Patients and Pets are a Healing Combination
Zachary Noble was just 23 years old when he was diagnosed with an aggressive form of Hodgkin’s Lymphoma. He received care at the Juravinski Cancer Centre and was also a patient at the Juravinski Hospital where he underwent a stem cell transplant in August 2014.
Coming from a dog breeding and showing family, Zachary had a love of dogs. While in hospital, he found it difficult to be away from his dogs because to him, they were family. In fact, an undercover visit from his family dog, Effi, made a world of difference to Zachary as it helped to lift his spirts when he needed it most.
Zachary wanted all patients to be able to experience the same joy. He came up with Zachary’s Paws For Healing (ZPFH) and made his family and care team promise to find a way for all patients, especially those with long term stays in hospital, to have visits from their beloved pets.
Zachary passed away November 28, 2014, but his dream is now a reality.
In September, ZPFH began facilitating companion pet visits at the Juravinski Hospital. Donna Jenkins, Zachary’s aunt and founder of ZPFH worked with determined JHCC committee members, including Jennifer Wiernikowski, Maggi Jamieson, Dr. Ann Benger, Wendy Bursey, Theresa Harper, Louise Brady and Michelle Roy worked to develop procedures for the visits that not only adhered to existing hospital policies and infection control protocols, but also introduced practices that exceed them to ensure every visit is safe. The new program was initially piloted on C4 – Hematology, C3- Oncology and in the Intensive Care Unit (ICU) and Cardiac Care Unit (CCU) but has now expanded across the hospital. The program and partnership with Zachary’s Paws for Healing is a first of its kind in Canada.
“Zachary’s Paws For Healing would still be a dream if it had not been for the Juravinski staff that knew and cared about Zachary,” says Donna Jenkins, founder of ZPFH. “They have proved time and again that the Juravinski Hospital is not just a health care facility, but a human care facility. Every department at Juravinski Hospital is committed to enhancing the patient experience. I’m so proud to have partnered with the hospital on this pioneering initiative. Zachary believed in love and being good to others and would be thrilled to know that through ZPFH, love was being spread to patients and pets.”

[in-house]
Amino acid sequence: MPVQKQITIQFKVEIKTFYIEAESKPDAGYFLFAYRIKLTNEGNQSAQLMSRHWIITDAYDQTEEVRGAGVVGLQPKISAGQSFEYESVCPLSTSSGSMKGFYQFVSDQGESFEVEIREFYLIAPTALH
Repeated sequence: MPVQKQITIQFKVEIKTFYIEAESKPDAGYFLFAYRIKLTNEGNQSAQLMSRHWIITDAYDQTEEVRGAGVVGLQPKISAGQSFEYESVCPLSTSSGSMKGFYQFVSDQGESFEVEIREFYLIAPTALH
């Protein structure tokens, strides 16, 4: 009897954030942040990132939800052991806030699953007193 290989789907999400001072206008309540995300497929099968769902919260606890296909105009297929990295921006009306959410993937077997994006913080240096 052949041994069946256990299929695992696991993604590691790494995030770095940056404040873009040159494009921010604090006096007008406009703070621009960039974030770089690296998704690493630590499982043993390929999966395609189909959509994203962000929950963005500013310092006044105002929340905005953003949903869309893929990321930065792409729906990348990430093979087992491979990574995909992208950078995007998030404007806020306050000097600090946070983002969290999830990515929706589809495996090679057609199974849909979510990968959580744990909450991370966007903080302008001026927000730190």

To date, there have been 28 companion pet visits with some of them occurring for end-of-life patients such as Shirley Biggs. While in ICU, her family surprised her with a visit from her beloved cabochon, McCoy, who greeted Shirley with a lick to her hand before contentedly lying beside her. Shirley was overjoyed by McCoy’s visit and it was all that she could talk about in the days after before she passed away.
Shirley’s son-in-law, David Lang, was so moved by the impact of the pet companion program that he’s now one of 18 ZPFH volunteers.
“I am thankful to ZPFH and the Juravinski Hospital for making it possible for patients to have visits with their pets because I’ve seen first-hand its healing effects,” says David. “I felt compelled to volunteer with ZPFH because I want to be able to give back and help other families experience the same wonderful benefits of a companion pet visit as my family did.”
The formal adoption of the companion pet visitation program is also personally significant to Jennifer Wiernikowski, an advance practice nurse on C4 Hematology who was also Zachary’s nurse.
“Before Zachary passed away, he looked me straight in the eye and made me promise that I would help Donna make pet visits possible at the hospital,” says Jennifer. “I’m so proud to have been able to support this initiative, to ensure that Zachary’s legacy will impact Hamilton Health Sciences in such a positive way into the future.”